During a tropical cyclone storm in 1993, Nedry hacked into InGen and uploaded a virus that shut down the electricity power and unleashed the dinosaur population onto the people on the island. In the end, 4 people, including Nedry, had died and all survivors were sworn to secrecy, although Malcolm went against this and tried to reveal what had happened only to become an outcast, Γ] the island was kept from the public for years, until the San Diego Incident, although some people confused the two islands as one.

After the Jurassic Park Incident, dinosaurs took over Isla Nublar.

In 1994, an InGen clean-up team went to the island to perform an analysis of the accident and record the current state of the island's dinosaur inhabitants. Their report, published in 1996, documented the state of the park and noted that while animal numbers were reduced, a relatively stable ecosystem had been established. They also recorded they had discovered the remains of adolescent Velociraptors (suggesting the presence of a sustained population on the island) and the presence of Compsognathus, a species bred on Sorna but which had never been transported to Nublar (it was suggested they hopped between islands via cargo ships). The dubious legal status of the island ensured the Nublar population remained relatively undisturbed until the early 2000s when the Masrani Group began construction of the Jurassic World park.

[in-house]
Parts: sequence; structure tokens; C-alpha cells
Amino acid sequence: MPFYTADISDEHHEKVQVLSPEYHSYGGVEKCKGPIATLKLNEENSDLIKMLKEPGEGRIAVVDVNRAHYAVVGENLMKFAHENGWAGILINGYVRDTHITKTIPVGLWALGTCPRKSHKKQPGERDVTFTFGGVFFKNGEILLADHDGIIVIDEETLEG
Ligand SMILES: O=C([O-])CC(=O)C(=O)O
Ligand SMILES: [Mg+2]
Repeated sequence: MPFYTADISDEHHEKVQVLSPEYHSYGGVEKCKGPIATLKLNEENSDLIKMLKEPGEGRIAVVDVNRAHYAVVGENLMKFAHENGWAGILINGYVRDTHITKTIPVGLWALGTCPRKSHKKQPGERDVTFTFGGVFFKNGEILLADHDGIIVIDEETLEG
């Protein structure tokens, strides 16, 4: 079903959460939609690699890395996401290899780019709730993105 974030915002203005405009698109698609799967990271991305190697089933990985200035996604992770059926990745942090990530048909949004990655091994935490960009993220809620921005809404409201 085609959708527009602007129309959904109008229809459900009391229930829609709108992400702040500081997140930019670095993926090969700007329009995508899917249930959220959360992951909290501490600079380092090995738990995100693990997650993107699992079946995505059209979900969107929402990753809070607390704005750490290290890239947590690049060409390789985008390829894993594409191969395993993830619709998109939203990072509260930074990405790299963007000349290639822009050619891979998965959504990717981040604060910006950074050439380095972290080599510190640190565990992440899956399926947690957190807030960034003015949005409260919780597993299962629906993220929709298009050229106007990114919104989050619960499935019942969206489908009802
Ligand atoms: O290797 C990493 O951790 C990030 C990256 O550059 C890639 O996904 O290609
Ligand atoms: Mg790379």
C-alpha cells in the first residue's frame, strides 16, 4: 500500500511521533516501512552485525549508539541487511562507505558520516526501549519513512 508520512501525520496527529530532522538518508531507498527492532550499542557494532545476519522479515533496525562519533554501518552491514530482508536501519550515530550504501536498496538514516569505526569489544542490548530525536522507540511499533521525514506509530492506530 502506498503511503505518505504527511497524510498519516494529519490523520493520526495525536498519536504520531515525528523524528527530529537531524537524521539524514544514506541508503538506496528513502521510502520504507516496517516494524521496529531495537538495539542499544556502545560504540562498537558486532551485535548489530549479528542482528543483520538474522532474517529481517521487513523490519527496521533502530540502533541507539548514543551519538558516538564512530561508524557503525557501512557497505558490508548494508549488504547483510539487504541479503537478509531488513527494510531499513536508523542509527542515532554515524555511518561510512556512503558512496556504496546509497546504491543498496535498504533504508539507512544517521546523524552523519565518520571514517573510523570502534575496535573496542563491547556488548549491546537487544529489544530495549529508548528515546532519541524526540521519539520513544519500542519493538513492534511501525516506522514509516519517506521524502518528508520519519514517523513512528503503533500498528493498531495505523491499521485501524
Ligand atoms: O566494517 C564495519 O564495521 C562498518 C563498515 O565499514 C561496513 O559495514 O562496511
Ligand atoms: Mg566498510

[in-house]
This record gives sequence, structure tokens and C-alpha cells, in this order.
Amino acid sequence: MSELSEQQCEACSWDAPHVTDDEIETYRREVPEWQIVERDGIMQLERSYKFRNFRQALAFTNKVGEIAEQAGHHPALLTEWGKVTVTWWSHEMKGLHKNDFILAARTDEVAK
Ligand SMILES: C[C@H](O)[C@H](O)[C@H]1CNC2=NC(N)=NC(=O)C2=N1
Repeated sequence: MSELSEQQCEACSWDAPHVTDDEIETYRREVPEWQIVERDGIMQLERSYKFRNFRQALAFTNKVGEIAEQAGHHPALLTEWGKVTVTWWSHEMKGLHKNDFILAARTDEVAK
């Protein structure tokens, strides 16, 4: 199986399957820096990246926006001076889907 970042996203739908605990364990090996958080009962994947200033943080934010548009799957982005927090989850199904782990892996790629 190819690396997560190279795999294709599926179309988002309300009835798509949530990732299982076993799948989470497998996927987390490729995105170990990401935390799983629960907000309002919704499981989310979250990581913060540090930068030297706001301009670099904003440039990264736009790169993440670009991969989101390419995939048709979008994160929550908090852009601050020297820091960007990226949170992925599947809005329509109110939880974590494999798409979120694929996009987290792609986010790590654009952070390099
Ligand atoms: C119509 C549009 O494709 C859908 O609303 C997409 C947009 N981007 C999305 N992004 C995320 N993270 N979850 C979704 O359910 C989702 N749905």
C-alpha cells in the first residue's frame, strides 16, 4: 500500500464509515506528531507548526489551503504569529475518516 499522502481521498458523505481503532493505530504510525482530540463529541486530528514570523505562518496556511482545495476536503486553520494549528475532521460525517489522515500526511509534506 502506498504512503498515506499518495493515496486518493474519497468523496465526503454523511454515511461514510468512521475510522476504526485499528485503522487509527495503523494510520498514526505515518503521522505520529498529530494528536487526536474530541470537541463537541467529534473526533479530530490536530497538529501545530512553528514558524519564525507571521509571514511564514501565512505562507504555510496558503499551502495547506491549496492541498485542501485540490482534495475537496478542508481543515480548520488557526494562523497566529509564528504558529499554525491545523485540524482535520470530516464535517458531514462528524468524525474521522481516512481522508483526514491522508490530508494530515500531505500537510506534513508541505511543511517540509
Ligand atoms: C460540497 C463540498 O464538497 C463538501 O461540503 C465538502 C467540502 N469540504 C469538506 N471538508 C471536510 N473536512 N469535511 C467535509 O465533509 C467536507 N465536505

Jurassic World

In 2002, Simon Masrani, the new CEO of InGen following John Hammond's passing, built a new, much larger dinosaur theme park, Jurassic World, in the southern part of Isla Nublar. The park started off with 8 species of dinosaurs that possibly came from the original park, such as the Tyrannosaurus rex, but over the years the number of species on the island grew to 20, both through cloning and transporting animals from Isla Sorna (the ecosystem of which had been irrevocably damaged by Masrani illegally cloning undocumented species such as the Spinosaurus and releasing them on the island). Many of the buildings of the old park, like the Visitor Center Δ] , are still on the island, but are overgrown by the jungle and inaccessible to park guests.

The escape of Indominus rex led to the downfall of Jurassic World, and several people were killed or injured.